In a rudimentary way we can identify the main areas of waste in an office environment. I’m sure we’ve all experienced these in our working lives.

  1. Bottleneck departments: Areas where the processes are often poorly defined and inefficient so “log jams” occur. Perhaps if the process has been made efficient, there is just insufficient resource to make it happen.
  2. Too many validation checks: Sometimes there are just too many people in the approval process and most not adding value in any way. Managers hold things up through procrastination, by being a signatory although they don’t actually evaluate the subject matter (sometimes through just wanting the status that goes with it!), or by just not being there to sign when required. As an example, we all know how impossible it is to raise a cheque within a business!
  3. Over complex: Processes that are far too complicated. Especially those which have been developed iteratively over time that add little value. Perhaps the processes have not been developed by the people that actually do the work but by a well meaning, or controlling, manager.
  4. Multiple uncontrolled documents in circulation: A lack of document control or a system that isn’t followed because of ill discipline and no “buy in” from employees. Perhaps it’s a process that’s just too unwieldy and complicated to work. Paper copies are often produced that are soon out of date and that may have been superseded by newer ones that are probably electronic. This leads to major risks of poor decision making in the organisation. Of course multiple copies of electronic documents are made that often clog up servers with duplicates or various revisions. Copies are kept within “outlook” folders. Data is also transferred to Excel spreadsheets for analysis purposes where the document is uncontrolled and often the formulae are not checked.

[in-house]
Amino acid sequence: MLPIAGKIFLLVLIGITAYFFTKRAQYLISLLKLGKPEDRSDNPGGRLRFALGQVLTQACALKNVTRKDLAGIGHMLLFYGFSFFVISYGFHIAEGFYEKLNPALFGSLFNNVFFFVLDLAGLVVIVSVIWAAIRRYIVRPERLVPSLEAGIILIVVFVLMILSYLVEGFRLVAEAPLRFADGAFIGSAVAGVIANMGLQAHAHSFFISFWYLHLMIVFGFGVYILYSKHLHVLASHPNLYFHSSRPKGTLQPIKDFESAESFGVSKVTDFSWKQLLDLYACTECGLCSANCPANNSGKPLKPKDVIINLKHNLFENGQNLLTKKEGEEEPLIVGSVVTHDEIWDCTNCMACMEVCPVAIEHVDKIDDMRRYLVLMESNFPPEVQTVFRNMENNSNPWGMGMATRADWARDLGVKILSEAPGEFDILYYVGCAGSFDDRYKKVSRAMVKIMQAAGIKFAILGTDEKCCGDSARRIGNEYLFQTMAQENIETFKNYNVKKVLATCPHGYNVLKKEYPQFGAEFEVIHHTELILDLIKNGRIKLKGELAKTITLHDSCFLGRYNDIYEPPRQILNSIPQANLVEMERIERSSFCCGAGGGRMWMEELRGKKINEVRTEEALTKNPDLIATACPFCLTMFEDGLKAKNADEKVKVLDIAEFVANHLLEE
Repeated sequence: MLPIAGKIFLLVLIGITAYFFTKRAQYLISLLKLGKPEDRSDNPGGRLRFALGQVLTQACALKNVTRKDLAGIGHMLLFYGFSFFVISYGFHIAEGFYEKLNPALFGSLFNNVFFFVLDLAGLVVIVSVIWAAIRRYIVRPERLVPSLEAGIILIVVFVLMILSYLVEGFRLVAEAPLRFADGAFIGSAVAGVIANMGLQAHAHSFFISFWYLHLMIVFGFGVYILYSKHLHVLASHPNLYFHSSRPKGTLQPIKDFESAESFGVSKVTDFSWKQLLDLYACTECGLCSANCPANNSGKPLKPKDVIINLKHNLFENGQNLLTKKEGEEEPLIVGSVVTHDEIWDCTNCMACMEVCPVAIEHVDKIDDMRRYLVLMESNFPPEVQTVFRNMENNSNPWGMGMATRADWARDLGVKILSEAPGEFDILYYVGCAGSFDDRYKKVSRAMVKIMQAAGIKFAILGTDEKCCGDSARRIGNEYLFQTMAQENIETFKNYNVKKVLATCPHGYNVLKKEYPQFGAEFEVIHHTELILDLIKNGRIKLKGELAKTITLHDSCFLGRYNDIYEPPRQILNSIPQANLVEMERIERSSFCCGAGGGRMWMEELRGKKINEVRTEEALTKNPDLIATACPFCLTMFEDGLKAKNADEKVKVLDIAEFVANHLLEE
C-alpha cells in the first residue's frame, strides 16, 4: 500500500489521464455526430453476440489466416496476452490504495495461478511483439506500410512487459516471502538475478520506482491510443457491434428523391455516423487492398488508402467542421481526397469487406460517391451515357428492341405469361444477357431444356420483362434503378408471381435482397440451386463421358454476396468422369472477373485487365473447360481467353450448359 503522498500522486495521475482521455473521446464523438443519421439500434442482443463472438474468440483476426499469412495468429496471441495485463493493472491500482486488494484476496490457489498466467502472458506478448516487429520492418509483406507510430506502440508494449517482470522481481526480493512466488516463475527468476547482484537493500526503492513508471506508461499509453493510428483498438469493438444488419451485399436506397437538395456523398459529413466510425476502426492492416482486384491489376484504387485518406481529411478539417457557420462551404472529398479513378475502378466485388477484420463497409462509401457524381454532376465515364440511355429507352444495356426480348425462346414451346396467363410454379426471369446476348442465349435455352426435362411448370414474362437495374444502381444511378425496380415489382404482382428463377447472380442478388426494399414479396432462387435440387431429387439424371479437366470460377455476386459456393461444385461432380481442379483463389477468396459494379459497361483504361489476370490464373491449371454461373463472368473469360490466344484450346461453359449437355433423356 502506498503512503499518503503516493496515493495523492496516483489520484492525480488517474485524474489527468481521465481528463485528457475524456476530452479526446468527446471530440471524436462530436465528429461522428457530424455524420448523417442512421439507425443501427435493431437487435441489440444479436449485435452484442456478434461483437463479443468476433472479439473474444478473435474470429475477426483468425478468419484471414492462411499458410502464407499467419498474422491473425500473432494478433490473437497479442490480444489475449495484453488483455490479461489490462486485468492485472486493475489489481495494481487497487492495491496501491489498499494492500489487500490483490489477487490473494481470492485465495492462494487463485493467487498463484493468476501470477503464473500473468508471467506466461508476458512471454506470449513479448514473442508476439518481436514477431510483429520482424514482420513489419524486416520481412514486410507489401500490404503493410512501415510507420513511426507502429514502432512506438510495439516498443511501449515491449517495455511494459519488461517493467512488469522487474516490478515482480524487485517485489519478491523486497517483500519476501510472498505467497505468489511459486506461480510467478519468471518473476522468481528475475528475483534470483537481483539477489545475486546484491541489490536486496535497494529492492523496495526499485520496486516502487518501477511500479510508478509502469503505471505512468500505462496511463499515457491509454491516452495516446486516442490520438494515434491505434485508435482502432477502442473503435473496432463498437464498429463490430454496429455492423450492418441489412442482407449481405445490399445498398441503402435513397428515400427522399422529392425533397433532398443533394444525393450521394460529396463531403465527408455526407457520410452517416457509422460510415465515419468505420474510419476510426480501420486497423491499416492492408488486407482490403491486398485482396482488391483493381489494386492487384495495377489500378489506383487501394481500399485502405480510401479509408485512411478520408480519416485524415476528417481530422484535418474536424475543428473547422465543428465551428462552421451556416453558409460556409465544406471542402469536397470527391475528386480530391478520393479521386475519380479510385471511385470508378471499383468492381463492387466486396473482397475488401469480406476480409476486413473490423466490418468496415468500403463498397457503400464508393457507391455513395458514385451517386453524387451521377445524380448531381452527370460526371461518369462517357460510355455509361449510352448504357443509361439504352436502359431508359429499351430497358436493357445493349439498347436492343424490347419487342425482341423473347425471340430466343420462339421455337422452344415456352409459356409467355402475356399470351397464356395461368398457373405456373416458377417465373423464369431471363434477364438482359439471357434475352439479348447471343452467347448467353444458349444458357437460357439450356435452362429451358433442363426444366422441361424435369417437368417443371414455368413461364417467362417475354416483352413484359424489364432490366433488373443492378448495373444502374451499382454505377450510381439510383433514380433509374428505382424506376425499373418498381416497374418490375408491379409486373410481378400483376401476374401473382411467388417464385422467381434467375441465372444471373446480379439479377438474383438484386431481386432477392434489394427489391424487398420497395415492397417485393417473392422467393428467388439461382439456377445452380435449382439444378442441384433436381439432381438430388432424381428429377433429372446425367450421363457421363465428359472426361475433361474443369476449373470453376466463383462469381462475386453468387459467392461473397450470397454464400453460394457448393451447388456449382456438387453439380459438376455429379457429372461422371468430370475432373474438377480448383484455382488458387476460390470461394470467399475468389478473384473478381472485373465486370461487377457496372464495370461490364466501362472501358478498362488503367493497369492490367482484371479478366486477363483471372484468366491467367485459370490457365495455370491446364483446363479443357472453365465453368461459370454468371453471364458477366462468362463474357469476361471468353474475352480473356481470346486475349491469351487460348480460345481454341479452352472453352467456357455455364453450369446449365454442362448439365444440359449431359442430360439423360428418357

5. Batching of documents: Work piling up in in-trays waiting to be processed or for the person to find time to do it. This builds up a pile of inventory. Additionally, in the digital world, emails remain unanswered and filling up “to do” folders in personal outlook inboxes. Always best to process and move it on without delay!
  6. High levels of data re-entry and re-keying: Incompatible systems relying on multiple data entry to make things happen. Very little value added and a very depressing job to have to do. A major area where mistakes are made leading to re-work.
  7. Production of reports that nobody uses: Overlong, complex reports that are either too complicated or are full of irrelevant information. The reports often take so long to compile that they are not part of the decision making process, as they are too late. Even worse is that some people take time out to read them!

In my experience of lean the emphasis is often on activities in obvious places such as the factory floor and yet other areas of the enterprise seem to escape. It seems strange that attention is made of getting goods out of the factory quickly and efficiently and yet paperwork and office systems escape with little analysis or reform.

What other steps can businesses take?

There are other ways that offices can become more lean.

  • If you adopt tools to measure progress in the business make sure these are related to achieving the business plan and that management actually use them. Too often they have no relation to policy deployment.
  • Ensure fast track routes don’t slow-up everything else. And make sure managers or persuasive employees don’t by-pass the proper processes to get their jobs done first. We have all met “he who shouts loudest gets his job done first”. Often the more important tasks are then behind schedule and not completed on time.
  • Make sure there are no personal filing systems. It’s important to make sure that official company wide systems such as the Client Relationship Management (CRM) are used. Addresses should not be kept on Excel spreadsheets, in Outlook contacts, business card books or other databases, particularly on smart devices. Paper filing systems in cabinets or desks which are locked or are not understood by anyone else can hinder a business.
  • Address processing lead-times. Work should not be taken on without a defined process or when “guestimated” without proper analysis.

So, there’s a lot of wasteful activity going on in the office

Absolutely. What’s really dangerous is that it’s often difficult to see and the effects difficult to measure. Additionally these wastes add significantly to the cost base but also affect cash flow and the overall delivery performance of the business. I expect it’s time for companies in all sectors, not just manufacturing, to get with the “lean” revolution and reduce waste and improve efficiency in their office environment!